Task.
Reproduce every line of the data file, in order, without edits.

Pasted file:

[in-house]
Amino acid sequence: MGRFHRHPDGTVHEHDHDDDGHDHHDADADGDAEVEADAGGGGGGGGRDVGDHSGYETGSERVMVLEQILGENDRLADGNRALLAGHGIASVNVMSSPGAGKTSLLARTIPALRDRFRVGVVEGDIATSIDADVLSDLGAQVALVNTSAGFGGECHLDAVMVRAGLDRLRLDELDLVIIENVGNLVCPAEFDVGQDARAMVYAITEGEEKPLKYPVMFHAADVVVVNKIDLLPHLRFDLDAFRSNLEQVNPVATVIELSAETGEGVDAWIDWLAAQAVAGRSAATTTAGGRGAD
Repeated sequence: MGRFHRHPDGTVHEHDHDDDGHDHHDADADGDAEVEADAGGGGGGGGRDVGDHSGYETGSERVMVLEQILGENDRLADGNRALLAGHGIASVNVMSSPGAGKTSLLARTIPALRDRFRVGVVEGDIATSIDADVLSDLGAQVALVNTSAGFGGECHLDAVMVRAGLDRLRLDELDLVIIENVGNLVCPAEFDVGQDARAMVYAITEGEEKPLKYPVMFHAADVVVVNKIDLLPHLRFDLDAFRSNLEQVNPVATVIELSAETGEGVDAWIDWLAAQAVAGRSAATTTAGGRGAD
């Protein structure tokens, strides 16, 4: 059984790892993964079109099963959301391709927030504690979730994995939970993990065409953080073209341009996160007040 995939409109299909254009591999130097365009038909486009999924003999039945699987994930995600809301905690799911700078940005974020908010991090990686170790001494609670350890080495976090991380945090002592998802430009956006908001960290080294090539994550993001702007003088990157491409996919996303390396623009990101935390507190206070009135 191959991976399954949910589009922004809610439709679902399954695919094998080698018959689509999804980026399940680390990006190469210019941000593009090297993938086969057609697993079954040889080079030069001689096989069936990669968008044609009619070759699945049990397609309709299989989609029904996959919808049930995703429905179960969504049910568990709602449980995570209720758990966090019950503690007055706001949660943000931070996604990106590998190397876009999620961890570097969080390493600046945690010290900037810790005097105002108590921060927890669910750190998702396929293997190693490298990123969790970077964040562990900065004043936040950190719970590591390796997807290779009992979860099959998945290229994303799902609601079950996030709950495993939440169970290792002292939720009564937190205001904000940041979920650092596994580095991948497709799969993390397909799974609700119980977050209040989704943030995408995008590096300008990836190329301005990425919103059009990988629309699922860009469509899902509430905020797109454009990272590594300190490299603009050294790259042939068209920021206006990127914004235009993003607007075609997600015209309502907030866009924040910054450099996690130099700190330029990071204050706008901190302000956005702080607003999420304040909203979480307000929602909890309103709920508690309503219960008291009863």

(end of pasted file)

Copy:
[in-house]
Amino acid sequence: MGRFHRHPDGTVHEHDHDDDGHDHHDADADGDAEVEADAGGGGGGGGRDVGDHSGYETGSERVMVLEQILGENDRLADGNRALLAGHGIASVNVMSSPGAGKTSLLARTIPALRDRFRVGVVEGDIATSIDADVLSDLGAQVALVNTSAGFGGECHLDAVMVRAGLDRLRLDELDLVIIENVGNLVCPAEFDVGQDARAMVYAITEGEEKPLKYPVMFHAADVVVVNKIDLLPHLRFDLDAFRSNLEQVNPVATVIELSAETGEGVDAWIDWLAAQAVAGRSAATTTAGGRGAD
Repeated sequence: MGRFHRHPDGTVHEHDHDDDGHDHHDADADGDAEVEADAGGGGGGGGRDVGDHSGYETGSERVMVLEQILGENDRLADGNRALLAGHGIASVNVMSSPGAGKTSLLARTIPALRDRFRVGVVEGDIATSIDADVLSDLGAQVALVNTSAGFGGECHLDAVMVRAGLDRLRLDELDLVIIENVGNLVCPAEFDVGQDARAMVYAITEGEEKPLKYPVMFHAADVVVVNKIDLLPHLRFDLDAFRSNLEQVNPVATVIELSAETGEGVDAWIDWLAAQAVAGRSAATTTAGGRGAD
């Protein structure tokens, strides 16, 4: 059984790892993964079109099963959301391709927030504690979730994995939970993990065409953080073209341009996160007040 995939409109299909254009591999130097365009038909486009999924003999039945699987994930995600809301905690799911700078940005974020908010991090990686170790001494609670350890080495976090991380945090002592998802430009956006908001960290080294090539994550993001702007003088990157491409996919996303390396623009990101935390507190206070009135 191959991976399954949910589009922004809610439709679902399954695919094998080698018959689509999804980026399940680390990006190469210019941000593009090297993938086969057609697993079954040889080079030069001689096989069936990669968008044609009619070759699945049990397609309709299989989609029904996959919808049930995703429905179960969504049910568990709602449980995570209720758990966090019950503690007055706001949660943000931070996604990106590998190397876009999620961890570097969080390493600046945690010290900037810790005097105002108590921060927890669910750190998702396929293997190693490298990123969790970077964040562990900065004043936040950190719970590591390796997807290779009992979860099959998945290229994303799902609601079950996030709950495993939440169970290792002292939720009564937190205001904000940041979920650092596994580095991948497709799969993390397909799974609700119980977050209040989704943030995408995008590096300008990836190329301005990425919103059009990988629309699922860009469509899902509430905020797109454009990272590594300190490299603009050294790259042939068209920021206006990127914004235009993003607007075609997600015209309502907030866009924040910054450099996690130099700190330029990071204050706008901190302000956005702080607003999420304040909203979480307000929602909890309103709920508690309503219960008291009863």